August 27, 2010

Sit. Think. Discover.

Filed under: Ann the Columnist:Essays — Ann @ 11:00 am

I’m worried for us. This morning I was thinking about the many distractions which surround us on a moment-to-moment basis — no longer does television alone vie for our time and attention, we have available to us a variety of screens and gadgets. You know them; I need not name them.

And I began to wonder how many inventions and discoveries have been made across the ages by people who were…merely sitting. Thinking, pondering, reflecting. Have you heard of the German chemist Friedrich von Stradonitz? Apparently he was daydreaming about a snake forming a circle, and that led to “his solution of the closed chemical structure of cyclic compounds, such as benzene.” This story, by the way, hails from a Wikipedia entry on the concept of serendipity.

Another well-known story is that of Archimedes getting into his bathtub and noticing that the water level rose; by contemplating this he suddenly understood that “the volume of water displaced must be equal to the volume of the part of his body he had submerged. This meant that the volume of irregular objects could be calculated with precision, a previously intractable problem” [Wikipedia]. I don’t know how many of these stories are apocryphal but the question is still valid: Are we not doing enough sitting, thinking, staring, daydreaming? What do we know today because someone was perched on a hillside, looking up at the stars, noticing?

I’m no technophobe; I’m not suggesting a bonfire of iPhones — I just think it would behoove us to set aside a bit more porch-sitting, navel-contemplating time. Otherwise, I worry that our attention spans will narrow so perilously that we will become a culture without great thinkers, inventors, composers. And perhaps I’m worried for nothing; it could be that because these communications devices are relatively new and novel, we are like a child on Christmas Day, wild-eyed and grabbing for our toys and unwilling to put them down even to eat Aunt Edna’s turkey frittata brunch. Perhaps eventually we’ll get bored, discard our devices, and wander outside again, looking up and around us. There’s so much yet to discover — if only about ourselves. The inspiring poet Mary Oliver understood the importance of connecting to soul through the universe, and I’ll close with her perfect commentary, entitled “Sleeping in the Forest.” It makes me think that, when we are ready to put down our gadgets and walk outside, we will be welcomed back. At least, that is my great hope.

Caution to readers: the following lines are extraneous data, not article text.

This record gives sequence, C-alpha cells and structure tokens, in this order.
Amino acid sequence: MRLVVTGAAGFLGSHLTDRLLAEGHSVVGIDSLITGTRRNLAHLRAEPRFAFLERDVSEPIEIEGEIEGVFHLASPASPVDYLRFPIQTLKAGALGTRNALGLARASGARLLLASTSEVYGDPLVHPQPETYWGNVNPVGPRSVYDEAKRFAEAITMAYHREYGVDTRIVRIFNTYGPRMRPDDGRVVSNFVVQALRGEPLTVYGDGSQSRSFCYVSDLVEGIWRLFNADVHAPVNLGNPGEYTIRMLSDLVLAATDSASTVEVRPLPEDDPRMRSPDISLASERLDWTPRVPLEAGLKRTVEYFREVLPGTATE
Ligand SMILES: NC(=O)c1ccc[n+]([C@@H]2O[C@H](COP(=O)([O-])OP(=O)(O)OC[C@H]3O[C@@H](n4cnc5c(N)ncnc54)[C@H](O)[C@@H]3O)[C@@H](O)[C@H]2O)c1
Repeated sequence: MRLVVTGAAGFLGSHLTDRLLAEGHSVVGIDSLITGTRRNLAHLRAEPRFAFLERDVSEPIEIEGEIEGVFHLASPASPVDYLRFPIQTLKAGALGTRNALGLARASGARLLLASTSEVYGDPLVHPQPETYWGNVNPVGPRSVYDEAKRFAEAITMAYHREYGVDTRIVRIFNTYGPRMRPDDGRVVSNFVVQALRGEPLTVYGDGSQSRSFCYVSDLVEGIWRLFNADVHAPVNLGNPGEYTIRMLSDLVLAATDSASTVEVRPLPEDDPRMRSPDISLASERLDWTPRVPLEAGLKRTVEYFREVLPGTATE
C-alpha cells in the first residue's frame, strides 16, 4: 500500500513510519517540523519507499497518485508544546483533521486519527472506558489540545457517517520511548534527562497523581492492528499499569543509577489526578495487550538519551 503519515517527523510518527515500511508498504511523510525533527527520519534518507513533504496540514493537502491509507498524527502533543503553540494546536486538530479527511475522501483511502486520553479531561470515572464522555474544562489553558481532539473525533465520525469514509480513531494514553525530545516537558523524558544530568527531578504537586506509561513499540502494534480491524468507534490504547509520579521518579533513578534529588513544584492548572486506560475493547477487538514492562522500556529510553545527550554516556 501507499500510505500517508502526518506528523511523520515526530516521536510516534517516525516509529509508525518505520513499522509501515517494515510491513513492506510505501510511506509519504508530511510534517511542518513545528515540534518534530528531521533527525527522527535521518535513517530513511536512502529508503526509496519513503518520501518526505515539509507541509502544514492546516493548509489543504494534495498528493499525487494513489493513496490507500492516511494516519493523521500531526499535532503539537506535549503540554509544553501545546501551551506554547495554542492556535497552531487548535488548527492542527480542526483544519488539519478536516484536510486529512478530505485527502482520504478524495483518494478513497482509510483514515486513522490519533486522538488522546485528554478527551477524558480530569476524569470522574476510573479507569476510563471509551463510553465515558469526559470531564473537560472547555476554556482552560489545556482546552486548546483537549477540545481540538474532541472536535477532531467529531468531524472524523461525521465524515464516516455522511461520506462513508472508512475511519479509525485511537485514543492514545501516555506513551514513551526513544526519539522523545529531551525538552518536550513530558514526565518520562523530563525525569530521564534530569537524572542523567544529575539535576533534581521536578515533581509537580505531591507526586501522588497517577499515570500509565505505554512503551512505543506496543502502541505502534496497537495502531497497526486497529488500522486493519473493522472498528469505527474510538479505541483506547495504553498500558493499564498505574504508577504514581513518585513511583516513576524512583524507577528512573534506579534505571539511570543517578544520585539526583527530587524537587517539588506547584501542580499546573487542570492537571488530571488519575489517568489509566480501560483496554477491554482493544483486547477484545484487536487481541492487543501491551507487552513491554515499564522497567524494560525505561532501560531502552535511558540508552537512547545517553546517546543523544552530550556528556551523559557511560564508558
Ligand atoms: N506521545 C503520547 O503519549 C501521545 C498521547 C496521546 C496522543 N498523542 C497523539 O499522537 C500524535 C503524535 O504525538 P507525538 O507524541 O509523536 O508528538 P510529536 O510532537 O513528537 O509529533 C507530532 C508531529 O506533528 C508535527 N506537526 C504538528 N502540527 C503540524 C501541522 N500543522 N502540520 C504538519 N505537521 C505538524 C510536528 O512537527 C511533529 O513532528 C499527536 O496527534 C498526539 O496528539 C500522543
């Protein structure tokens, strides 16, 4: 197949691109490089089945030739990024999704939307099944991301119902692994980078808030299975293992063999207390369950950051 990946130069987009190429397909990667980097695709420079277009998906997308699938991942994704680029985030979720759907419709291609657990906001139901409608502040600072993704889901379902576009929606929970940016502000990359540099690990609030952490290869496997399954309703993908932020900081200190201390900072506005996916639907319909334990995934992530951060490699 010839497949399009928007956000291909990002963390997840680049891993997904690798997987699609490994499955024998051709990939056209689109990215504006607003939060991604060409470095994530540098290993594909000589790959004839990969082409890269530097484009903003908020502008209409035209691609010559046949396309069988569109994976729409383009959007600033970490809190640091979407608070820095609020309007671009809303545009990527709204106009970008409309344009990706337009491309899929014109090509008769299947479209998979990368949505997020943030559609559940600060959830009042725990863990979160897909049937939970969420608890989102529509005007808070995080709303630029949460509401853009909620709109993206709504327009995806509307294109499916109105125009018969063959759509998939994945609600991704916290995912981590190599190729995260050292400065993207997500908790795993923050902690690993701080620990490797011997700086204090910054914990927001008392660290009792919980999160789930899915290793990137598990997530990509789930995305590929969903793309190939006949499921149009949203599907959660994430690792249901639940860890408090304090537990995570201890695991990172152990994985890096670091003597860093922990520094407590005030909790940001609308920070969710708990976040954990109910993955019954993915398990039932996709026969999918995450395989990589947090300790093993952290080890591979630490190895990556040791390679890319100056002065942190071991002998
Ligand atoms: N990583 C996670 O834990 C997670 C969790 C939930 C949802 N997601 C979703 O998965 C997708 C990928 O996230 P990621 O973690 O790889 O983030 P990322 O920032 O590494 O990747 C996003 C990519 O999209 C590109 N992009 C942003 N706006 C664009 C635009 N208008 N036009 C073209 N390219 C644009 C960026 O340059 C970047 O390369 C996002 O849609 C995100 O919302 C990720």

“I thought the earth remembered me,
she took me back so tenderly,
arranging her dark skirts, her pockets
full of lichens and seeds.
I slept as never before, a stone on the river bed,
nothing between me and the white fire of the stars
but my thoughts, and they floated light as moths
among the branches of the perfect trees.
All night I heard the small kingdoms
breathing around me, the insects,
and the birds who do their work in the darkness.
All night I rose and fell, as if in water,
grappling with a luminous doom. By morning
I had vanished at least a dozen times
into something better.”


  1. Thank you, Laura, for being my faithful reader. xxxooo

    Comment by Patricia Ann Clark — August 27, 2010 @ 3:23 pm

  2. I always enjoy reading what you are thinking about! I was thinking on this myself recently, after reading (just part of – in my multi-tasking mode) an article on how multi-tasking between electronic gadgets harms us. I drove to Occidental for a long lunch today to pick up some plants from OAEC’s 2nd chance plant sale, and enjoyed having the radio OFF and the sights, sounds and smells. It was amazing how much more aware I was without my brain being distracted by talk radio. :-)

    Comment by Laura Bohler — August 27, 2010 @ 6:19 pm

  3. Isn’t that a lovely experience? Late last night I went outside to do a forgotten patio task and all I could hear in the soft darkness was the chirping of crickets. Such a contrast to the day’s clicking, clattering, chattering, and all the other intrusive noises we live with and — worse — become used to. We don’t even realize what the world really sounds like until we turn it all off, just like when you turned off your radio. Thanks again for your time and your thoughts, Laura.

    Comment by Patricia Ann Clark — August 27, 2010 @ 7:51 pm

RSS feed for comments on this post. TrackBack URL

Leave a comment

Powered by WordPress Hosted by